Which one is the best VPN for Chromebook? Chromebook VPNs allow you to protect your internet connection and have more privacy online. Click here to see our unbiased top 5 choices for 2020.
When you use your Chromebook casually, you are leaving your privacy and security out in the open to malicious hackers and pesky ISPs. However, if you were to install a VPN for Chromebook you would be a lot safer, learn why here.
VPNs for Chromebook enable you to hide your IP address and protect your internet connection with military-grade encryption. They also can bypass different content restrictions, allowing them to watch restricted movies on Netflix, download torrents, and also get cheaper deals when you’re shopping online.
For more information about VPNs and their capabilities, read our complete VPN guide for Chromebook.
List of the 5 Best VPNs use with your Chromebook
We have done the research and found you 5 of the best VPNs for Chromebook. They will allow you to stay safe and private when you’re searching the web. Some of them will even allow you to stream, torrent, and access restricted websites.
ExpressVPN is one of the best VPN services in the world and offers a lot of great features for Chrome users and casual users alike. ExpressVPN has a dedicated Chrome OS extension that has a lot of great features that Chrome users will enjoy.
The extension is incredibly easy to install (in one click) and gives you access to over 160 server locations in 94 different countries. Also, ExpressVPN still works with Netflix, so you can safely unblock the platform and watch the US version with ease. The app allows you to do all the same things as the regular Windows client, including features such as a kill switch, DNS leak prevention and AES-256 encryptions (L2TP).
ExpressVPN also has an Android app that is similar to the Chrome extension but works with OpenVPN! The Android app is excellent and works flawlessly with the software.
As for other facts about ExpressVPN, the service is based in the British Virgin Islands and has 24/7 customer support. P2P is also allowed and some users will enjoy the use of their stealth servers and .onion address to bypass certain (strict) censorship.
The prices are a little pricey but the VPN is completely worse if you’re looking for a safe VPN to use on your Chromebook.
NordVPN is one of my favorite VPNs because of its enhanced security features and privacy. NordVPN has a great little Chrome OS extension that features many of the features that are present in the standard Windows app, including AES-256 encryption via the L2TP protocol.
NordVPN also has a great Android app that works perfectly and should be able to be downloaded and installed on your Chromebook with the newer updates. NordVPN have recently upgraded their client as well so that it not only is more efficient but also more animated.
As for some of the other features of NordVPN, you’d be glad to know that the service is based in Panama which is not subject to pressure from services such as the NSA, so your logs are completely safe with this VPN. Even if they were in view of the NSA they don’t keep logs anyway.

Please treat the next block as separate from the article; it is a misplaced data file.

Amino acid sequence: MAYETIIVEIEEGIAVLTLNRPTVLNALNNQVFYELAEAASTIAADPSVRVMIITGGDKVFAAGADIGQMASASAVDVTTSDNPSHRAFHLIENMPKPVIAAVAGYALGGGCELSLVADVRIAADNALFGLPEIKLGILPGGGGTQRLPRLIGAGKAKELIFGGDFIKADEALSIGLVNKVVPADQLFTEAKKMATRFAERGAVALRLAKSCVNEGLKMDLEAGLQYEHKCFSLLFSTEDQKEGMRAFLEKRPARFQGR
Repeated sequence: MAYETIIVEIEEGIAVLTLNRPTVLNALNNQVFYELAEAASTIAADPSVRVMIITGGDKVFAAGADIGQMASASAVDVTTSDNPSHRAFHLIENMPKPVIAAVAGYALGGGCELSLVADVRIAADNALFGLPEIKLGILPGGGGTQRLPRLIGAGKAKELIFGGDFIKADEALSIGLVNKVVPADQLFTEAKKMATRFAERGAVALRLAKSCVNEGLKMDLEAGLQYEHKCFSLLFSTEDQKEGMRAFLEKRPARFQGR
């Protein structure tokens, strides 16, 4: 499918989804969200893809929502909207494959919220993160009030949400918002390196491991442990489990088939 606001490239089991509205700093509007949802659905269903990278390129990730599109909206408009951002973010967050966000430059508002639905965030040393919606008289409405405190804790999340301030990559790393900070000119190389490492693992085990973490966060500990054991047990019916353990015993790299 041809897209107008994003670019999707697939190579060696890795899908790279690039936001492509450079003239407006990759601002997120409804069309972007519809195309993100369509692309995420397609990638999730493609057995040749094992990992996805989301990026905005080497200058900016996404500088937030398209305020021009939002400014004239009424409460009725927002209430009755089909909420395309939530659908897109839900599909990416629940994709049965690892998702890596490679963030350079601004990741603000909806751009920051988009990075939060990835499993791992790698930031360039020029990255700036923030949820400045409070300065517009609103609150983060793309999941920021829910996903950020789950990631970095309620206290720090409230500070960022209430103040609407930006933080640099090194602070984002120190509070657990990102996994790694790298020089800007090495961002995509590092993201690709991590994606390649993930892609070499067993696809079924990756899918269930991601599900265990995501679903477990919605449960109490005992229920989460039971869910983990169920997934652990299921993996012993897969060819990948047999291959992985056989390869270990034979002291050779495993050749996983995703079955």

They also feature some additional features like a double-tunnel feature that channels your connection through two different VPN servers to make tracking more difficult and servers that send your connection through the Tor network when it exits the VPN network. P2P is also allowed and has a 30-day money-back guarantee.
The only issue with this service is that some servers can be slow and the support is a little “iffy”. However, this VPN is still excellent for Chromebook.
IPVanish is another frontrunner in the VPN department and has a lot of different options when it comes to adding multiple devices and diverse devices as well. In regards to Chrome, they offer a unique client that acts as an add-on to Chrome itself (an extension) and protects you from ISPs and anyone else who is trying to spy on your traffic.
The client works great and gives users the ability to channel their network to over 60 different countries. The encryption used on Chrome is AES-128, which is ok but 256-but would be preferable. As for the security protocol, you can either use L2TP or IPSec. There are also many helpful setup guides on IPVanish to help even the most beginner of VPN users.
As for some other general information about IPVanish, they offer OpenVPN security protocols on other devices and allow for P2P activity. They have a fast network, offer 24/7 customer support and allow you to connect to 10 devices from one account which is larger than most other networks. You can also try this VPN risk-free with a 7-day money-back guarantee.
4. Tunnel Bear
Tunnel Bear is the funniest and sweetest (just like Honey) VPN service on the market. Their website and client are bear-orientated with honey puns and lots of quirky animations. Even with their clients, you’re not downloading a VPN, you’re downloading a bear! Tunnel Bear is well known for the free service that they offer but the paid service is just as good.
As for their Chrome client, it is installed like an extension and is incredibly easy to use. The browser extension is great for encrypting your Chrome browser and their Android client can be used to encrypt all your other important apps.
As for other features, Tunnel Bear can be used for free with a 500MB/month limit and has fantastic speeds. They have solid encryption and allow for multiple connections from one account. The only real issue with this VPN is that they do not allow for P2P activity which may deter some users. Also, L2TP is not supported on the Chrome extension so the encryption is not the best it can be.
Windscribe is a well-known VPN and, like Tunnel Bear, it is known for the free version. Specifically, the free version allows for a massive 10GB of data a month which is more than any other VPN in the industry.